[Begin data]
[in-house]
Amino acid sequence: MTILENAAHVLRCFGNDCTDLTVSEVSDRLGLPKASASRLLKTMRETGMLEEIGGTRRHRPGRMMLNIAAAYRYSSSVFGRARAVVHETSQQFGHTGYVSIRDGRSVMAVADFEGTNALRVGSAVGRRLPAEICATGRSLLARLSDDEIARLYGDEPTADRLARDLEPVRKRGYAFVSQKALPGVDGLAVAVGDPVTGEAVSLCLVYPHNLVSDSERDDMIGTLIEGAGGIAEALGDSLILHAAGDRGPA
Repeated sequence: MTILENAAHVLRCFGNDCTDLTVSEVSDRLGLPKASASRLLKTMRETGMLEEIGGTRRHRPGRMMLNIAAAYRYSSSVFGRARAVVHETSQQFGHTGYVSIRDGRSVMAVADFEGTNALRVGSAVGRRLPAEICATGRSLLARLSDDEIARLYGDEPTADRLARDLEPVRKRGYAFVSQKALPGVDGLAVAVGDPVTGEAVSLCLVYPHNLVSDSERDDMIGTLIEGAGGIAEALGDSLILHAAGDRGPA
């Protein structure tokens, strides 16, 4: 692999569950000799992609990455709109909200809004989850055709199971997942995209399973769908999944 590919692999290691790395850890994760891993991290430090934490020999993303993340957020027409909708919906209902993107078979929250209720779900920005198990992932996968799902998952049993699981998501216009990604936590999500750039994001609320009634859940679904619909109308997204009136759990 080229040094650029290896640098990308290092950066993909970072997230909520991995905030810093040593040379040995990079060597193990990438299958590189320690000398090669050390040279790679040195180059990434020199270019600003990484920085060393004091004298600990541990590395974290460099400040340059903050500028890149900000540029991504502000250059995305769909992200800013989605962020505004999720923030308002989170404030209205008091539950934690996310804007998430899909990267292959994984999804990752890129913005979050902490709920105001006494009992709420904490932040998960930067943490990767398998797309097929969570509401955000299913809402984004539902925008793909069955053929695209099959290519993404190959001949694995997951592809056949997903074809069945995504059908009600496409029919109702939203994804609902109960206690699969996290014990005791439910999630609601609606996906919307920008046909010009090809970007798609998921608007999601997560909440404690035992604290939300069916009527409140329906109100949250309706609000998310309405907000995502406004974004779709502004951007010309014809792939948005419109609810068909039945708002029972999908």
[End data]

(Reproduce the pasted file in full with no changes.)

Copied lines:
[in-house]
Amino acid sequence: MTILENAAHVLRCFGNDCTDLTVSEVSDRLGLPKASASRLLKTMRETGMLEEIGGTRRHRPGRMMLNIAAAYRYSSSVFGRARAVVHETSQQFGHTGYVSIRDGRSVMAVADFEGTNALRVGSAVGRRLPAEICATGRSLLARLSDDEIARLYGDEPTADRLARDLEPVRKRGYAFVSQKALPGVDGLAVAVGDPVTGEAVSLCLVYPHNLVSDSERDDMIGTLIEGAGGIAEALGDSLILHAAGDRGPA
Repeated sequence: MTILENAAHVLRCFGNDCTDLTVSEVSDRLGLPKASASRLLKTMRETGMLEEIGGTRRHRPGRMMLNIAAAYRYSSSVFGRARAVVHETSQQFGHTGYVSIRDGRSVMAVADFEGTNALRVGSAVGRRLPAEICATGRSLLARLSDDEIARLYGDEPTADRLARDLEPVRKRGYAFVSQKALPGVDGLAVAVGDPVTGEAVSLCLVYPHNLVSDSERDDMIGTLIEGAGGIAEALGDSLILHAAGDRGPA
């Protein structure tokens, strides 16, 4: 692999569950000799992609990455709109909200809004989850055709199971997942995209399973769908999944 590919692999290691790395850890994760891993991290430090934490020999993303993340957020027409909708919906209902993107078979929250209720779900920005198990992932996968799902998952049993699981998501216009990604936590999500750039994001609320009634859940679904619909109308997204009136759990 080229040094650029290896640098990308290092950066993909970072997230909520991995905030810093040593040379040995990079060597193990990438299958590189320690000398090669050390040279790679040195180059990434020199270019600003990484920085060393004091004298600990541990590395974290460099400040340059903050500028890149900000540029991504502000250059995305769909992200800013989605962020505004999720923030308002989170404030209205008091539950934690996310804007998430899909990267292959994984999804990752890129913005979050902490709920105001006494009992709420904490932040998960930067943490990767398998797309097929969570509401955000299913809402984004539902925008793909069955053929695209099959290519993404190959001949694995997951592809056949997903074809069945995504059908009600496409029919109702939203994804609902109960206690699969996290014990005791439910999630609601609606996906919307920008046909010009090809970007798609998921608007999601997560909440404690035992604290939300069916009527409140329906109100949250309706609000998310309405907000995502406004974004779709502004951007010309014809792939948005419109609810068909039945708002029972999908």